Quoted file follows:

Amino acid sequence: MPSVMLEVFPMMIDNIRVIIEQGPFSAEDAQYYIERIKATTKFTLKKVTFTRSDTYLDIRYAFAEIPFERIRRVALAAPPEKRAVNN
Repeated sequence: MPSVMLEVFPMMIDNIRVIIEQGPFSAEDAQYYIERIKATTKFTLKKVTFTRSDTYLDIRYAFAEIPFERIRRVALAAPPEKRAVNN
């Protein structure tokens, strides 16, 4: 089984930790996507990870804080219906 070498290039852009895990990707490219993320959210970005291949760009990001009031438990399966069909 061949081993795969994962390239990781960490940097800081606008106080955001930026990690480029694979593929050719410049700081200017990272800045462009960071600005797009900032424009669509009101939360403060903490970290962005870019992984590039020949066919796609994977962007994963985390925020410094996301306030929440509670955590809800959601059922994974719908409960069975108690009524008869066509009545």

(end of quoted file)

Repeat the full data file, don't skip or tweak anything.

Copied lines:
Amino acid sequence: MPSVMLEVFPMMIDNIRVIIEQGPFSAEDAQYYIERIKATTKFTLKKVTFTRSDTYLDIRYAFAEIPFERIRRVALAAPPEKRAVNN
Repeated sequence: MPSVMLEVFPMMIDNIRVIIEQGPFSAEDAQYYIERIKATTKFTLKKVTFTRSDTYLDIRYAFAEIPFERIRRVALAAPPEKRAVNN
């Protein structure tokens, strides 16, 4: 089984930790996507990870804080219906 070498290039852009895990990707490219993320959210970005291949760009990001009031438990399966069909 061949081993795969994962390239990781960490940097800081606008106080955001930026990690480029694979593929050719410049700081200017990272800045462009960071600005797009900032424009669509009101939360403060903490970290962005870019992984590039020949066919796609994977962007994963985390925020410094996301306030929440509670955590809800959601059922994974719908409960069975108690009524008869066509009545």